Help me plan a system upgrade...

Started Mar 20, 2013 | Discussions thread
Jim Cockfield
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Re: Dell XPS 8500/Question
In reply to Robert Schoner, Mar 20, 2013

Hi Jim,

How expandable are the Dell PC's? I've been to their site but I don't see anything about empty drive bays, available PCIE slots etc.

Thanks,

Bob Schoner

Hey Bob.

As mentioned in my first post, the XPS 8500 only has two 3.5" drive bays.

But, it also has two 5.25" optical bays.

The MB has 4 SATA ports (two SATA II, two SATA III). So, if you only need 1 optical drive, you could install up to 3 physical drives (using the extra optical bay for a third drive). Since it also has an mSATA slot, you could install an mSATA SSD for the OS and Programs in it (without using any of your SATA ports or drive bays). plus 3 physical hard drives (two of them in the 3.5" bays, one of them in an optical bay), plus an optical drive.

AS for PCIe slots, don't expect to run dual video cards or anything. It's got a single PCIe x16 slot for a video card, and they all come with a dedicated card (Dell sells them with the ATI Radeon HD 7570, 7770, 7870; or Nvidia GT 620, 640, GTX 660 models), and a Wireless N card with Bluetooth (standard on all XPS 8500 configs I've seen, using an Intel Chipset in a mini PCIe slot). But, they also have 3 free PCIe x1 slots you could use for other cards (eSATA card, TV tuner, etc.)

They also have 7.1 Surround Sound with audio jacks on the back, and plenty of USB ports:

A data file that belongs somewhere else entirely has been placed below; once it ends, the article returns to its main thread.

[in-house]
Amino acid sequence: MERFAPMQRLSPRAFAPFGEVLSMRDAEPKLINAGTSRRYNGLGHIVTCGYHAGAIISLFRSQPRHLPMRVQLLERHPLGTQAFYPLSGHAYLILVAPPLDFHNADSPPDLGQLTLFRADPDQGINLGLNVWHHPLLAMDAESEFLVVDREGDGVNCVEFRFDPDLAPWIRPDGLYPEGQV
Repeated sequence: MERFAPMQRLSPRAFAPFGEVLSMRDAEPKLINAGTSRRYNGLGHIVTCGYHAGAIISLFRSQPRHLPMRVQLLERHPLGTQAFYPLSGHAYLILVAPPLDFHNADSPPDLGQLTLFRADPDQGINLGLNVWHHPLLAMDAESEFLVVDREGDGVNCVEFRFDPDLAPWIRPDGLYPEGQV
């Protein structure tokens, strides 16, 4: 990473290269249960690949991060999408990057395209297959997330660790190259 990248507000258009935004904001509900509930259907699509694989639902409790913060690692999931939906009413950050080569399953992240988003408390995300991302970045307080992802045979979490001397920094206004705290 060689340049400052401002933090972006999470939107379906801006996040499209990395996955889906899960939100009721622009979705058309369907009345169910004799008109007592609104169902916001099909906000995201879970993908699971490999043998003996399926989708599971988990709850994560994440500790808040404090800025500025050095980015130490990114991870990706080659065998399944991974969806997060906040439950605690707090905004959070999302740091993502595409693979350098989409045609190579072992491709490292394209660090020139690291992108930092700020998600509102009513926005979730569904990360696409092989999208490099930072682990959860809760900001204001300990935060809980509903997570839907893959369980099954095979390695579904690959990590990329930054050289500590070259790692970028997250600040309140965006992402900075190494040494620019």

• REAR: (2) USB 3.0, (4) USB 2.0, Audio Jacks, RJ-45 (Gigabit Ethernet)
    Front: (2) USB 3.0, MCR
    Top: (2) USB 2.0 (One Powershare) Microphone, Headphones

In addition, you have a dedicated card reader (already built into the XPS 8500).

IOW, it should be fine for the vast majority of users, unless you're a gamer that wants a Crossfire or SLI Video dual video card setup setup that would need support for more than one PCIe x16 slot (the Dell XPS 8500 only has one x16 type card slot that's suitable for a video card).

It also has a 460 Watt PSU that allows a video card drawing up to 225 Watts (and Dell sells them with the Nvidia GTX 660 or ATI Radeon HD 7870 cards, which are fairly high end video card capable of playing about any game you'd want to throw at one at their highest settings).  But, you could replace the PSU if you needed an even faster card (as a number of users have done).

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JimC
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